Incentives needed 'to adapt green technologies'
Dubai, November 30, 2010
A call for incentives for the private sector, to adapt new, green technologies, was given at the Open Forum on Cities, organised as part of the World Economic Forum’s Summit on the Global Agenda in Dubai.
Panellists unanimously called for “sustainable urbanisation”, but were divided on how to achieve it and whether there is a strong business case for sustainability.
The participants debated how more sustainable cities could be created – economically, socially and environmentally.
“The public needs businesses to come with the solutions, then they will embrace them,” stated Khaled Awad, founder of Grenea, United Arab Emirates.
“For industries that continue to generate excess greenhouse gas emissions, such as the concrete industry, it is a matter of 'tougher regulation or more incentives,” he added.
The region is concerned about sustainability but is hampered by water and energy subsidies and a lack of regulation.
Sustainability means more than sound environmental practices. “Sustainability is also about economic and social development,” added Fahd Al Rasheed, managing director and chief executive officer of Emaar The Economic City, Saudi Arabia. He called on urban planners to “think holistically”.
Al Rasheed pointed out that Saudi Arabia’s new economic cities are “master plan communities”; they are accelerating major regional development and are “a way forward” for sustainability.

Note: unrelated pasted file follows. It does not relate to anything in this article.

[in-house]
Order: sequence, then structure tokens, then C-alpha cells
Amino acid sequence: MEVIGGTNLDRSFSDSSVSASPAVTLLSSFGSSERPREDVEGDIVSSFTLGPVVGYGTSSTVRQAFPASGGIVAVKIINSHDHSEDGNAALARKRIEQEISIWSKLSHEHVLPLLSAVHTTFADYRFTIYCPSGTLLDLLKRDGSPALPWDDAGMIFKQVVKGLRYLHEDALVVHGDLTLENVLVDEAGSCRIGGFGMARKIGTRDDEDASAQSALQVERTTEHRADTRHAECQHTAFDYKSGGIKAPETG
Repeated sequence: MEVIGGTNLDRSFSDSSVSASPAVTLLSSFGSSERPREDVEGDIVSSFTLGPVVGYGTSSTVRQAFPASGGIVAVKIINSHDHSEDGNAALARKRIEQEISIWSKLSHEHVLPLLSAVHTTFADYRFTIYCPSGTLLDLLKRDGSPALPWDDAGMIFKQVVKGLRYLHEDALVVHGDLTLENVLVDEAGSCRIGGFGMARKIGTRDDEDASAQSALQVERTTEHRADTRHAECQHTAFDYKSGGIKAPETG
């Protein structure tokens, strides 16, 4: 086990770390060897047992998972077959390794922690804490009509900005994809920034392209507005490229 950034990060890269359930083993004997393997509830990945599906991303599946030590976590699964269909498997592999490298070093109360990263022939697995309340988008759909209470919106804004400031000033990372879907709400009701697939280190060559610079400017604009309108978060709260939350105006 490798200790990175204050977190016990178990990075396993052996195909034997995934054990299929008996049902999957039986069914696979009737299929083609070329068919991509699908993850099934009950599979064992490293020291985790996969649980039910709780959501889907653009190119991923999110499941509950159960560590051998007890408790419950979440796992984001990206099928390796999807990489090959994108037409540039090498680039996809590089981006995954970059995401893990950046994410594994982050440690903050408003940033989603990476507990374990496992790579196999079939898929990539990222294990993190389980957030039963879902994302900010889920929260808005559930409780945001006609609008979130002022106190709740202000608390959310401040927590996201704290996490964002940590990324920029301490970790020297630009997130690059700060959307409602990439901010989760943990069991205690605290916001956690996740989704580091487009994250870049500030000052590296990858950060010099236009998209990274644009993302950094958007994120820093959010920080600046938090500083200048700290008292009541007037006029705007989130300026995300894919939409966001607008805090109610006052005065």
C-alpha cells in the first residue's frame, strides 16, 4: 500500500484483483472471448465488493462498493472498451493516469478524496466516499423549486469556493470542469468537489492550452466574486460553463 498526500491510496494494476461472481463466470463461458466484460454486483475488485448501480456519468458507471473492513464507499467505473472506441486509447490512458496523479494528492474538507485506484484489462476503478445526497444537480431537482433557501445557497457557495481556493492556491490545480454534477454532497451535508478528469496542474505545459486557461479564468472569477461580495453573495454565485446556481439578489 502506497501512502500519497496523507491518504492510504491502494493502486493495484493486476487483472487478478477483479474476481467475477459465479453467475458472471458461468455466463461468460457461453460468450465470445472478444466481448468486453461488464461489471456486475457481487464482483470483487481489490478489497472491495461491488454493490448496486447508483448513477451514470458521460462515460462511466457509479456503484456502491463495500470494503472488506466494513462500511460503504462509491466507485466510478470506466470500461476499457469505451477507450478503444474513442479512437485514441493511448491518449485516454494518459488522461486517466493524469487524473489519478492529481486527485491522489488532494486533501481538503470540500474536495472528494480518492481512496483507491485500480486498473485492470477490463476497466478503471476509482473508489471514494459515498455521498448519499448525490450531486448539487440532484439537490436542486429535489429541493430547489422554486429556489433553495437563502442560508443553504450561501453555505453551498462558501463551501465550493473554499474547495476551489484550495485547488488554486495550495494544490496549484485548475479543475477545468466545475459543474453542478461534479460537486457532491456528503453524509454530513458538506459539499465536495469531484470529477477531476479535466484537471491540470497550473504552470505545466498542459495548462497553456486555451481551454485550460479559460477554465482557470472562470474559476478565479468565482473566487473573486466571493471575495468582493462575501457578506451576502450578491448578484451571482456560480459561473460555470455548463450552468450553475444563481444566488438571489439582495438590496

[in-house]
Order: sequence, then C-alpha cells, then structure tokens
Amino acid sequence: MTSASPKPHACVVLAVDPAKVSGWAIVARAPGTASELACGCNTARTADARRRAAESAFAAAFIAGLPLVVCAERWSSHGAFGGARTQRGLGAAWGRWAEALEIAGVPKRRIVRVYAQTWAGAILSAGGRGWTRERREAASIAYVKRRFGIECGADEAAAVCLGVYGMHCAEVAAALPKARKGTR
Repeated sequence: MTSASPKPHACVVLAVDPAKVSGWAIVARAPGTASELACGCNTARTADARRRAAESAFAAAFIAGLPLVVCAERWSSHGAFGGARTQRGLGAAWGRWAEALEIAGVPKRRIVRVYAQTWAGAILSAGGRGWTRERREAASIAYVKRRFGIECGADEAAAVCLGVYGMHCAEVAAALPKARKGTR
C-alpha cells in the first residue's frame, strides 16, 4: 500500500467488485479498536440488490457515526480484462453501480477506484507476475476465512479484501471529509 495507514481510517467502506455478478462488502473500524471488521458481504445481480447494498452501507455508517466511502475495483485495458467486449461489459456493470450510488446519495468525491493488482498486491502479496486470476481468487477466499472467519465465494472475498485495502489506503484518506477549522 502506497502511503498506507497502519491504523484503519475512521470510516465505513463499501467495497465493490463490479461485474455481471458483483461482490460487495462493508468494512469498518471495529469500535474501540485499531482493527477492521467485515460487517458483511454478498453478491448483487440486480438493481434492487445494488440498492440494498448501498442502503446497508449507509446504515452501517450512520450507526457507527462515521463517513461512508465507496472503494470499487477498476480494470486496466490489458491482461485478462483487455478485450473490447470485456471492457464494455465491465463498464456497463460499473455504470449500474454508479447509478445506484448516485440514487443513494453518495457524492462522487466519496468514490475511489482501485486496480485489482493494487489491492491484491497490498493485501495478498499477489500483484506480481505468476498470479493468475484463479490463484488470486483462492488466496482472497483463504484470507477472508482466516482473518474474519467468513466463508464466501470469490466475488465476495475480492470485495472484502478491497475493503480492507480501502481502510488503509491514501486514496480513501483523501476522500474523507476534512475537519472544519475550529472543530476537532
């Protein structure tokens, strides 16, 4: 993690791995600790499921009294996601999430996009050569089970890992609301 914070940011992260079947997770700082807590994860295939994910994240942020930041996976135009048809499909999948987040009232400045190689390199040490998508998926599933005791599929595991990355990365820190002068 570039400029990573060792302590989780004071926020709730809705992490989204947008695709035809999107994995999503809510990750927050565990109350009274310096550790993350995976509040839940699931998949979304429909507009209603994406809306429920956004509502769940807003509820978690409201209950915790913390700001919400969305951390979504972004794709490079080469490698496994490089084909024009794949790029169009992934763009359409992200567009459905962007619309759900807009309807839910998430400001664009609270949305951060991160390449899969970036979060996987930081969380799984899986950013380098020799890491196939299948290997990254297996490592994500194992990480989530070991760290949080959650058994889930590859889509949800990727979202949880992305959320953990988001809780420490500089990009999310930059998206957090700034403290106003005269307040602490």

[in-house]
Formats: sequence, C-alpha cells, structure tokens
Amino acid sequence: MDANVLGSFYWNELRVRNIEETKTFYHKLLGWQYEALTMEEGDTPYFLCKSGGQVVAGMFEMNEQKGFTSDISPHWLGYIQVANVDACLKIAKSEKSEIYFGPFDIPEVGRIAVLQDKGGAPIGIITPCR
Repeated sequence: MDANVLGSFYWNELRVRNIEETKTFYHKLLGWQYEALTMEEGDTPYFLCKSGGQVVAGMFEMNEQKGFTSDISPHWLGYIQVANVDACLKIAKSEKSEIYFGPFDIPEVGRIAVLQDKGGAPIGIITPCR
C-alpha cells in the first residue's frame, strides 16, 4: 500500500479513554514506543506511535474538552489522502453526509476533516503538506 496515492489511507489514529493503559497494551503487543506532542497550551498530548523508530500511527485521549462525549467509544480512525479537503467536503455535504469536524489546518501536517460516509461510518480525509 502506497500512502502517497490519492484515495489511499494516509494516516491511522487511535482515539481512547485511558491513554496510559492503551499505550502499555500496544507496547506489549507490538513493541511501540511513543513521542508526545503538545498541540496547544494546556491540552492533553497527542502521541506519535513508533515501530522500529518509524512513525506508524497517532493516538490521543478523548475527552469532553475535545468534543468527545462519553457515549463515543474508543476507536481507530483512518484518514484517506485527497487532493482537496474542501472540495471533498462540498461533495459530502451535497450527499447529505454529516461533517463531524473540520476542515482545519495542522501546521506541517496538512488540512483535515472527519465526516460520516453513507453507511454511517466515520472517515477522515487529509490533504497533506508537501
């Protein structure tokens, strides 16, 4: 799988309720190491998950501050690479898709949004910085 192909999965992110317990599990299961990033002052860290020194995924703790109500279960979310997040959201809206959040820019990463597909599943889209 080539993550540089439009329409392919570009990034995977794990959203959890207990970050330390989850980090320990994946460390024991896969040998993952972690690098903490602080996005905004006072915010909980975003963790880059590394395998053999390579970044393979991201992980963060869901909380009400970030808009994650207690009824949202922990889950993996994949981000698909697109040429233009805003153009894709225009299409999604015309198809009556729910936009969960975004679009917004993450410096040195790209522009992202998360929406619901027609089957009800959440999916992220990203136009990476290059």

Today, 1.4 million people are living in “energy poverty” and that number will only increase if more resources are not funnelled into developing sustainable sources of energy. Research and development must be aimed at all potential sources of energy – including oil and gas, coal, solar, biofuels, wind and nuclear.
“Don’t look at water alone, solar alone, coal alone,” said Nejib Zaafrani, Secretary-General and Chief Executive Officer of the Dubai Supreme Council of Energy, United Arab Emirates.
“We have to look at the entire package and learn as we go along.”
“New initiatives need government support,” said MS Srinivasan, chairman of ILFS Tamil Nadu Power Company, India. “But when technology improves and gets cheaper and everyone wants it, subsidies can be withdrawn. It will stand on its own.”
The Summit on the Global Agenda 2010 is a unique gathering of the Forum’s Network of Global Agenda Councils, the world’s most relevant thought leaders from academia, business, government and society.
During the three-day Summit, over 600 participants are engaging in interactive workshops and sessions to set priorities for the most compelling ideas to improve the state of the world and identify the latest trends, risks and innovative solutions to address the world’s challenges.-TradeArabia News Service
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